122  subject is reached, there have been no complete matches, but there is still at  continues as normal, and other alternatives in the pattern are tried. If no
123  least one matching possibility. The portion of the string that provided the  complete match can be found, PCRE_ERROR_PARTIAL is returned instead of
124  partial match is set as the first matching string.  PCRE_ERROR_NOMATCH.
125  </P>  </P>
126  <P>  <P>
127  Using PCRE_PARTIAL disables one of PCRE's optimizations. PCRE remembers the  This option is "soft" because it prefers a complete match over a partial match.
128  last literal byte in a pattern, and abandons matching immediately if such a  All the various matching items in a pattern behave as if the subject string is
129  byte is not present in the subject string. This optimization cannot be used  potentially complete. For example, \z, \Z, and $ match at the end of the
130  for a subject string that might match only partially.  subject, as normal, and for \b and \B the end of the subject is treated as a
131    non-alphanumeric.
132  </P>  </P>
 <br><a name="SEC2" href="#TOC1">RESTRICTED PATTERNS FOR PCRE_PARTIAL</a><br>  
133  <P>  <P>
134  Because of the way certain internal optimizations are implemented in the  If there is more than one partial match, the first one that was found provides
135  <b>pcre_exec()</b> function, the PCRE_PARTIAL option cannot be used with all  the data that is returned. Consider this pattern:
 patterns. These restrictions do not apply when <b>pcre_dfa_exec()</b> is used.  
 For <b>pcre_exec()</b>, repeated single characters such as  
136  <pre>  <pre>
137    a{2,4}    /123\w+X|dogY/
138  </pre>  </pre>
139  and repeated single metasequences such as  If this is matched against the subject string "abc123dog", both
140    alternatives fail to match, but the end of the subject is reached during
141    matching, so PCRE_ERROR_PARTIAL is returned. The offsets are set to 3 and 9,
142    identifying "123dog" as the first partial match that was found. (In this
143    example, there are two partial matches, because "dog" on its own partially
144    matches the second alternative.)
145    </P>
146    <br><b>
147    PCRE_PARTIAL_HARD WITH pcre_exec() OR pcre16_exec()
148    </b><br>
149    <P>
150    If PCRE_PARTIAL_HARD is set for <b>pcre_exec()</b> or <b>pcre16_exec()</b>,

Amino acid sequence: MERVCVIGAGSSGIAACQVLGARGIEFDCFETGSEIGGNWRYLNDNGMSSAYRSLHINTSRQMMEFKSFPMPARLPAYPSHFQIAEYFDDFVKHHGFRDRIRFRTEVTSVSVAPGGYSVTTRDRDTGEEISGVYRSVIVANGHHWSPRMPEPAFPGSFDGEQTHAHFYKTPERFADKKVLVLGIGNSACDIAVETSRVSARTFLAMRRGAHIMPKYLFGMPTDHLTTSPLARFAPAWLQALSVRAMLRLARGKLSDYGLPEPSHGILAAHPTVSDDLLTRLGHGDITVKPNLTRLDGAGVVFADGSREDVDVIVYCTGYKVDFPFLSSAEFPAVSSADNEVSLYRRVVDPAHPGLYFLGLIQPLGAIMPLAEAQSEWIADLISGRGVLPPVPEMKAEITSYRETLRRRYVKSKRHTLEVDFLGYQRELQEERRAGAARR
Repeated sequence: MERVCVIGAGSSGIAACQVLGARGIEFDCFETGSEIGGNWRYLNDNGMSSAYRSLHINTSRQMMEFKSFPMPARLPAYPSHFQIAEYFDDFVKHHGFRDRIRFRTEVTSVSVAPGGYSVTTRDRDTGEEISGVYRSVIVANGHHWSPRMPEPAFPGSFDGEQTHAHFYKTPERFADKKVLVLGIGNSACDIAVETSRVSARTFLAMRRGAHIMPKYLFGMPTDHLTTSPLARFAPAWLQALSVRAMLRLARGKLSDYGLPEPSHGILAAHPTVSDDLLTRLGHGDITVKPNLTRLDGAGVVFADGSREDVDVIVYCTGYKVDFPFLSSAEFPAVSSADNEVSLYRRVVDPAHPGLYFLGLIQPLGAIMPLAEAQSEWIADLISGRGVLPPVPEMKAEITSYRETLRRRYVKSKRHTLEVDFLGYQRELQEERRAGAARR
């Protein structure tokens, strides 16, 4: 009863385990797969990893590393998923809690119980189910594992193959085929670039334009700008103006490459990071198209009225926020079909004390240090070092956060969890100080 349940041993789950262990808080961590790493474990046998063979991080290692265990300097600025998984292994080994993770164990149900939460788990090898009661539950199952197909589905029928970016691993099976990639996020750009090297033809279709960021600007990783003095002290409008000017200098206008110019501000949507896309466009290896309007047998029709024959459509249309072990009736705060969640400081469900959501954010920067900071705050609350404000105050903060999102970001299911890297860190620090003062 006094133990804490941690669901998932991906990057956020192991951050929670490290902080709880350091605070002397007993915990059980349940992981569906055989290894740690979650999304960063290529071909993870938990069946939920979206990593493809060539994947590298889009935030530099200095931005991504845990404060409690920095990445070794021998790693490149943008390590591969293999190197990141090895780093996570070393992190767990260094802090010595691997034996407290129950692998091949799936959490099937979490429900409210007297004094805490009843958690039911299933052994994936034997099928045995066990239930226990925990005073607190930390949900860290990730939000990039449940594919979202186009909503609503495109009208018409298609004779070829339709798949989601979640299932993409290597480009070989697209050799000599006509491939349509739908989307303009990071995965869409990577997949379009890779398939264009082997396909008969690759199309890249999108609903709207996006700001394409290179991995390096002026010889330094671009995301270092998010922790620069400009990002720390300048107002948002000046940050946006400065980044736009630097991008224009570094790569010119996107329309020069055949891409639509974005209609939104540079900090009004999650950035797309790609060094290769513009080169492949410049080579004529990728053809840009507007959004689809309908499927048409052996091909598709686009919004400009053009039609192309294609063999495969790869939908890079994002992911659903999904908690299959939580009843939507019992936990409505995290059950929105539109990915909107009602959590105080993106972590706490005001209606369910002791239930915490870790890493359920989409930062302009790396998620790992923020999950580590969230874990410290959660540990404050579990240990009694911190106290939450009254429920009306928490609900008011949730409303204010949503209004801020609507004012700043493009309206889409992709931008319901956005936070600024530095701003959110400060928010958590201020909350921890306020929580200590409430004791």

151    PCRE_ERROR_PARTIAL is returned as soon as a partial match is found, without
152    continuing to search for possible complete matches. This option is "hard"
153    because it prefers an earlier partial match over a later complete match. For
154    this reason, the assumption is made that the end of the supplied subject string
155    may not be the true end of the available data, and so, if \z, \Z, \b, \B,
156    or $ are encountered at the end of the subject, the result is
157    PCRE_ERROR_PARTIAL, provided that at least one character in the subject has
158    been inspected.
159    </P>
160    <P>
161    Setting PCRE_PARTIAL_HARD also affects the way UTF-8 and UTF-16
162    subject strings are checked for validity. Normally, an invalid sequence
163    causes the error PCRE_ERROR_BADUTF8 or PCRE_ERROR_BADUTF16. However, in the
164    special case of a truncated character at the end of the subject,
165    PCRE_ERROR_SHORTUTF8 or PCRE_ERROR_SHORTUTF16 is returned when
166    PCRE_PARTIAL_HARD is set.
167    </P>
168    <br><b>
169    Comparing hard and soft partial matching
170    </b><br>
171    <P>
172    The difference between the two partial matching options can be illustrated by a
173    pattern such as:
174    <pre>
175      /dog(sbody)?/
176    </pre>
177    This matches either "dog" or "dogsbody", greedily (that is, it prefers the
178    longer string if possible). If it is matched against the string "dog" with
179    PCRE_PARTIAL_SOFT, it yields a complete match for "dog". However, if
180    PCRE_PARTIAL_HARD is set, the result is PCRE_ERROR_PARTIAL. On the other hand,
181    if the pattern is made ungreedy the result is different:
182  <pre>  <pre>
183    \d+    /dog(sbody)??/
184  </pre>  </pre>